Wisconsin fugitive survives 3 years in bunker

Credit: DaytonDailyNews

Caption
Fugitive survives in underground bunker for 3 years

Credit: DaytonDailyNews

A Wisconsin fugitive who disappeared in 2016 just before his trial on child pornography and sexual assault charges has been found living in an underground bunker.

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Jeremiah Button, 44, was arrested Friday after being on the lam for three years. He had been living in a makeshift bunker on state land in the small township of Ringle.

Hunter Thomas Nelson first noticed the door to the bunker a few months ago, but didn't look inside until Friday, WSAW-TV reported.

“I pushed the door open, and I look inside and I can see canned foods, there’s little storage boxes, and I’m like … I gotta go in,” Nelson told WSAW-TV. “I come around the corner a bit and there he is, laying in his bed. I mean, I was shaking when I went in; I was shaking when I went out.”

Nelson left the bunker and called police. Button engaged officers in a 20-minute standoff before he surrendered, the Milwaukee Journal Sentinel reported.

Nelson told officers that he built the bunker while his case was moving through court, Marathon County Sheriff’s Deputy Matt Kecker told the Journal.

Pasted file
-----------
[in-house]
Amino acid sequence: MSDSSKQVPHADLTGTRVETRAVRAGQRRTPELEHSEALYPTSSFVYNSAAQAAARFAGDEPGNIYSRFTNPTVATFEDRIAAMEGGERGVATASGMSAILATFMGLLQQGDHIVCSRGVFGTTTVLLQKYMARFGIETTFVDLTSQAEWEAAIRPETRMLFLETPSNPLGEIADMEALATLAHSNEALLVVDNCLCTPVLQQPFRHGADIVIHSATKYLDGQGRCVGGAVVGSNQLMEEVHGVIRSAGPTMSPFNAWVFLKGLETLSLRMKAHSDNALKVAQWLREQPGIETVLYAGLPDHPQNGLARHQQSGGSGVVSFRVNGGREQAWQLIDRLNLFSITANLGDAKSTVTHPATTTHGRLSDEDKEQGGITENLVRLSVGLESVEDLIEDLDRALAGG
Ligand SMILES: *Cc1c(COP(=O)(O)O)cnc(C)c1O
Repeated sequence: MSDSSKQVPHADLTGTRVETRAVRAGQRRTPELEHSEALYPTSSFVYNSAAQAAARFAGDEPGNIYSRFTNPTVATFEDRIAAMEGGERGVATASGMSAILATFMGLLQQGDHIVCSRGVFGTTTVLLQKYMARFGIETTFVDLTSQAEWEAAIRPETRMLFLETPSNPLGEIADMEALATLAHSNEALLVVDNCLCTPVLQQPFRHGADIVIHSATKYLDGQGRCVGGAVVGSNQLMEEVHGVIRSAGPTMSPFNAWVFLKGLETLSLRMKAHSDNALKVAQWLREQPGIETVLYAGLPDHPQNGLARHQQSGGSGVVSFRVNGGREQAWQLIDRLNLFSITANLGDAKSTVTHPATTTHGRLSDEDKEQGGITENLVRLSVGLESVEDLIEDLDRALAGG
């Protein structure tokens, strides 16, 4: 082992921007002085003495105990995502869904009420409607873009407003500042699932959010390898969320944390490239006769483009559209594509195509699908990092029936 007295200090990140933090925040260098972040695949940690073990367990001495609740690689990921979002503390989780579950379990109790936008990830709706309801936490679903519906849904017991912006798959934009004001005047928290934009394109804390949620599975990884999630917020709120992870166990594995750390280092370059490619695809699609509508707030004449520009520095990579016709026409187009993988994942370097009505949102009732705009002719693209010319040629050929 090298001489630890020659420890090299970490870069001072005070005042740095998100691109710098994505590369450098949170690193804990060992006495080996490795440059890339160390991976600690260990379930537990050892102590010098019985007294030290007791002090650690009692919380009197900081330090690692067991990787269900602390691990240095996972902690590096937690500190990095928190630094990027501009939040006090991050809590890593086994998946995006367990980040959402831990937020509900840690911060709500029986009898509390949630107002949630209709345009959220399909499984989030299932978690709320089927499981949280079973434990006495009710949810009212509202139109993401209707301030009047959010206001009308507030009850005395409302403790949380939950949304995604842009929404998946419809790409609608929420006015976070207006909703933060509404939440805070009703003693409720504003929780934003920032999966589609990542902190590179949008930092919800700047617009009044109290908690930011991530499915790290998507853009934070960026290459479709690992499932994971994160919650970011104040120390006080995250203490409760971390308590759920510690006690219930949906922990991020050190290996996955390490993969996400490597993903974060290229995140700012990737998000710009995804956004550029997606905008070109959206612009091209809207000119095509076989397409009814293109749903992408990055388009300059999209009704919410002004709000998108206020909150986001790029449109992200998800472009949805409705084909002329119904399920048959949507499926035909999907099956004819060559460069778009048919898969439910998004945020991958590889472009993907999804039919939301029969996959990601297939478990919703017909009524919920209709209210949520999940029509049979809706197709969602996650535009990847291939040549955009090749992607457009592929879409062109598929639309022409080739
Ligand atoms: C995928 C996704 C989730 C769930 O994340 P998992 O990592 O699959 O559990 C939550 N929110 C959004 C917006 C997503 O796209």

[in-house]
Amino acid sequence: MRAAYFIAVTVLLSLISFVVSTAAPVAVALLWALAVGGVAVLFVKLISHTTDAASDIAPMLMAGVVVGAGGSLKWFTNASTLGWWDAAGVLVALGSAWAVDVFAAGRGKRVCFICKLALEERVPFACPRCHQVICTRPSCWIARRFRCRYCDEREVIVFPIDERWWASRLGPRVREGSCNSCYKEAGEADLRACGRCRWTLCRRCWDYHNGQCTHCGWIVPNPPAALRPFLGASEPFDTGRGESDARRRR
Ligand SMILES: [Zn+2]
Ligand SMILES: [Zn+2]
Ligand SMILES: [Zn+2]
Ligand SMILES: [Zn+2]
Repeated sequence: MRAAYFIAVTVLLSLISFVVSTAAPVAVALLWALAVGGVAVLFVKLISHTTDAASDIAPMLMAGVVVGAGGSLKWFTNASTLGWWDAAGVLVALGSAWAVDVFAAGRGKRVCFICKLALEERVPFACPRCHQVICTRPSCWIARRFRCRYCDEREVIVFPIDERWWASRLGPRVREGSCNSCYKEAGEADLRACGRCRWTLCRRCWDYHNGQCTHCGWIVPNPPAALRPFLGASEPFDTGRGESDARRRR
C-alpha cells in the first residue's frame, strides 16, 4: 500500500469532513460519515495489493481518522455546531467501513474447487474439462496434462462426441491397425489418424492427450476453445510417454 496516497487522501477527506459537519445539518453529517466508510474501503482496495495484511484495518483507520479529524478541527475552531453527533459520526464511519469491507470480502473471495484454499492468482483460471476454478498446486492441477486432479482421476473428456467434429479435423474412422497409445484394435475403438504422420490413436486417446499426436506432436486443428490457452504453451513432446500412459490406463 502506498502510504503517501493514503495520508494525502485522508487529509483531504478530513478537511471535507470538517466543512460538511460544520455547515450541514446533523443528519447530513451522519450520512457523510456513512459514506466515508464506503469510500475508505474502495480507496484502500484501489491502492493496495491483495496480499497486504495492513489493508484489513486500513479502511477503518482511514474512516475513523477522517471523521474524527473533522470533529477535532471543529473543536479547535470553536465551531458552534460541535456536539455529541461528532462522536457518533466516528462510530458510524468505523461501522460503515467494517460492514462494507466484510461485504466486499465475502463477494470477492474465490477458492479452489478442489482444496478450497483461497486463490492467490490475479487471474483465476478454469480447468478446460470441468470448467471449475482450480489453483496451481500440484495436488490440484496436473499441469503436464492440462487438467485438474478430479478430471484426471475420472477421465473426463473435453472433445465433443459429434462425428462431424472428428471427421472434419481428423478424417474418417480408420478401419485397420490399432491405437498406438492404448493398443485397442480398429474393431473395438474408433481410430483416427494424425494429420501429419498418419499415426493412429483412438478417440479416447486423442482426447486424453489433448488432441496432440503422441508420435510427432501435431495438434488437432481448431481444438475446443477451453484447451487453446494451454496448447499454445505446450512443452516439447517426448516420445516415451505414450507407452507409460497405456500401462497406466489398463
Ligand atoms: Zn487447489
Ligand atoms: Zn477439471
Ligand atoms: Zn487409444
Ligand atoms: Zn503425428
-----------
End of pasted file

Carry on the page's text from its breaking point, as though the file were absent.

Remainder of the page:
"He was not only surviving, but thriving in this structure through all of the different supplies he was able to find," said Detective Lt. Jeff Stefonek. "Not a lot of air comes in from the outside, and it was a small enough space that he was able to survive the winters, obviously, and keep himself warm, and it's cool down there this time of year, and it is stocked full of all of the items that he was able to pilfer from the Marathon County landfill by sorting through garbage."

The bunker had a TV, computer, radio, LED lights and cooling fans that were powered by outside solar panels hooked to car batteries. Button had a bike-powered generator for days when the sun wasn't out, WSAW-TV reported. He had made a contraption for filtering water.

Button told deputies he hadn't left the area in three years, and only had minimal contact with occasional hikers.

"Given the chance, I think the majority of the U.S. population would choose prison over this type of isolation from human contact," Stefonek noted.

Button is in custody on a $100,000 cash bond and is scheduled for a pretrial conference on Sept. 16. Local Department of Natural Resources personnel are working to dismantle the bunker, Stefonek said.